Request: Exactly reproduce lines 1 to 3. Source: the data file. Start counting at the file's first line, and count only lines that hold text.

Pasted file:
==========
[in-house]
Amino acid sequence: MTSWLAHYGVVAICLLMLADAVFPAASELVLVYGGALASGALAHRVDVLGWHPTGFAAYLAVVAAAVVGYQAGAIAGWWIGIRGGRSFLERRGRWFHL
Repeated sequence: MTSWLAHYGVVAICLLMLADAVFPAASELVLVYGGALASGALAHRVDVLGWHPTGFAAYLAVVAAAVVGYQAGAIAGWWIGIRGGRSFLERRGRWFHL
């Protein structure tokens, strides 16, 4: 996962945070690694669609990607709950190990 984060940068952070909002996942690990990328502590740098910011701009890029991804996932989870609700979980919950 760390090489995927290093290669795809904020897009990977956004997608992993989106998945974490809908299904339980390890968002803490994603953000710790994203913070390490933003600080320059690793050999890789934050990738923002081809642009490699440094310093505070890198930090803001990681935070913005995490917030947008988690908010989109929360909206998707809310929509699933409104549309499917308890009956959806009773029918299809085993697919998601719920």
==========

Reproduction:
[in-house]
Amino acid sequence: MTSWLAHYGVVAICLLMLADAVFPAASELVLVYGGALASGALAHRVDVLGWHPTGFAAYLAVVAAAVVGYQAGAIAGWWIGIRGGRSFLERRGRWFHL
Repeated sequence: MTSWLAHYGVVAICLLMLADAVFPAASELVLVYGGALASGALAHRVDVLGWHPTGFAAYLAVVAAAVVGYQAGAIAGWWIGIRGGRSFLERRGRWFHL